Mediaplanet: You won the national prize for the Sanofi Biogenius Canada competition when you were just 17. Tell us a bit about what your discovery was that won you this prestigious prize.

Janelle Tam: My research was on nanocrystalline cellulose (NCC), a rod-shaped particle responsible for giving trees rigidity. It is non-toxic, stronger than steel at the same dimensions, and has a lot of very interesting chemical properties. In my project, I coupled NCC with particles known as buckminister fullerenes — hollow spheres made entirely of carbon molecules in the shape of a soccer ball — and tested this new compound to see if it could act as a good antioxidant.

My discovery that NCC is a marvelous antioxidant helped open up wide-ranging applications for NCC. NCC can now potentially be used in medicine, to aid in wound healing; in food, as a preservative and nutriceutical; and in cosmetics, to combat the degenerative effects resulting from free radical damage. It is also a green alternative to synthetic materials, and can be salvaged from biomass that was previously wasted, such as the 200-600 million m3 of wood infested by insects (and thus unusable) every year.

JANELLE TAM, NATIONAL WINNER OF THE SANOFI BIOGENIUS CANADA COMPETITION
Janelle Tam speaking to 6,000 high school students and their parents at the Congress for Future Medical Leaders in Washington, D.C., February 2014 about her research.
Photo: The Congress For Future Medical Leaders

MP: Why is biotechnology important for you and why should everyday people care about its growth?

JT: Biotechnology is important not only because it provides us with solutions to important problems, but because it allows us to do it in a sustainable way. It has been responsible for some of the most significant technological advances in the past — the production of insulin to treat diabetes, to use a Canadian example — and I am convinced that it will continue to be in the future. Everyday people need to care about its growth because it impacts so many areas of our lives: from the food we eat to the medicine we take to heal our bodies.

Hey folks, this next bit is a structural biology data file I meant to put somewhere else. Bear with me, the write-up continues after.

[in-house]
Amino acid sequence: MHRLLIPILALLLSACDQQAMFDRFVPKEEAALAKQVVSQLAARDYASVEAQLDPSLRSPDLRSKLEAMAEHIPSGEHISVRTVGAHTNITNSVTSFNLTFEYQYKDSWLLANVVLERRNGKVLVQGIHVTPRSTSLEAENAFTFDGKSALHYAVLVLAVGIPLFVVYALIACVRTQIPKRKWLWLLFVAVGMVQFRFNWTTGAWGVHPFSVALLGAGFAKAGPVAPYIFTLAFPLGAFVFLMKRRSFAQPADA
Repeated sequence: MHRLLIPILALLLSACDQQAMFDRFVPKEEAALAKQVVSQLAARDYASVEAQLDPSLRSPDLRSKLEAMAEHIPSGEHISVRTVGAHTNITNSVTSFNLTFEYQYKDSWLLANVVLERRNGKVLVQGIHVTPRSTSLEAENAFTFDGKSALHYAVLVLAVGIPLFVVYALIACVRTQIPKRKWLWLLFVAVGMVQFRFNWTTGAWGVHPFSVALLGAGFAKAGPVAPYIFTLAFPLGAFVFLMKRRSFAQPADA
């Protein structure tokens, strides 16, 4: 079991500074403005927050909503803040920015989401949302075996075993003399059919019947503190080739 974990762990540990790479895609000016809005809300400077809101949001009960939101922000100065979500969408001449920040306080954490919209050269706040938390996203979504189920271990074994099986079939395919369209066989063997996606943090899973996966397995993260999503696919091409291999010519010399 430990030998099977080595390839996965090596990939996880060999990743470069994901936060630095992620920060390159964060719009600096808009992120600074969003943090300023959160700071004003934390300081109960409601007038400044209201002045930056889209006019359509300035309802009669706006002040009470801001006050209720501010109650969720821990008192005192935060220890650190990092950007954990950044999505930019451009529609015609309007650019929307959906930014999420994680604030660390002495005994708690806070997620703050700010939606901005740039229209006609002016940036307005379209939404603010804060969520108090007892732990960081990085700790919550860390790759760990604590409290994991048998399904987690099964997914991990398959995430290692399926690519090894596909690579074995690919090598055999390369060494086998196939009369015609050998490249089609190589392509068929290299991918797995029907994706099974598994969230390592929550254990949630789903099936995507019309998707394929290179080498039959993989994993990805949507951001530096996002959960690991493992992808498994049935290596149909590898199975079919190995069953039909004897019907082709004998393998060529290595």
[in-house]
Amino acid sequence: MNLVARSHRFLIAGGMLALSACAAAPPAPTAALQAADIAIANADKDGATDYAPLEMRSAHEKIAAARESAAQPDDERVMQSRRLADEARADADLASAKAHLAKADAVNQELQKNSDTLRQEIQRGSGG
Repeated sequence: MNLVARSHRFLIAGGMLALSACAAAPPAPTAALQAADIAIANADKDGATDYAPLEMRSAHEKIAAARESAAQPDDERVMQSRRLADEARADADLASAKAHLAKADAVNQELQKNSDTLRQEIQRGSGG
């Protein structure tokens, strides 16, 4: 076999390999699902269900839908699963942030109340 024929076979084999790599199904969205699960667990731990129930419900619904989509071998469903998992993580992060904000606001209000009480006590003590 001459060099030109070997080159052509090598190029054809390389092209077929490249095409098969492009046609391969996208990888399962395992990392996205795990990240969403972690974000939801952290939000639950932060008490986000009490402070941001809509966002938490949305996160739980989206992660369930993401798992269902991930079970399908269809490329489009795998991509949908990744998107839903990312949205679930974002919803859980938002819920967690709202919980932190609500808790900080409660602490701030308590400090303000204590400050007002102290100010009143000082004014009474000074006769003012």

MP: What do you see for the future of Canada’s bioeconomy?
JT: Fortunately, Canada has a vibrant biotechnology sector, but the Canadian society and government need to be intentional about continuing to cultivate its bioeconomy. One of the major obstacles is the translation of research into the marketplace. While judging the Sanofi Biogenius Canada competition in 2013, I had the privilege of meeting some of the leaders in Canada’s biotechnology sector. A major concern expressed was the fact that there are millions of dollars worth of intellectual property sitting in the laboratories of Canadian universities. We need to build bridges to facilitate the commercialization of these innovations. It is also essential to invest in talent for the future through programs such as the Sanofi Biogenius Canada competition that engage youth in biotechnology-oriented research. We need to continue to mentor the next generation!

MP: What’s next for you?
JT: I am currently in my second year of study at Princeton University, majoring in Molecular Biology with a minor in Global Health and Health Policy. In terms of my future career, I’m considering many options — from medical school to pharmaceutical consulting to working at a biotechnology company. What I do know is that I want to continue to pursue my passion for science in a way that will help people.

I recently had the chance to speak at the Congress for Future Medical Leaders in Washington, D.C. to over 5,000 high school students from all over the United States about my experiences with research. It’s shown me how passionate I truly am about inspiring youth to achieve greater things by challenging the perception that age is a limiting factor. In addition to that, I also want to advocate for opportunities such as the Sanofi Biogenius Canada competition that nurture young scientific talent.
My research into NCC is currently on hold, since it’s been difficult to find the time to go into the lab over the break. However, I do hope to return to research in the next year.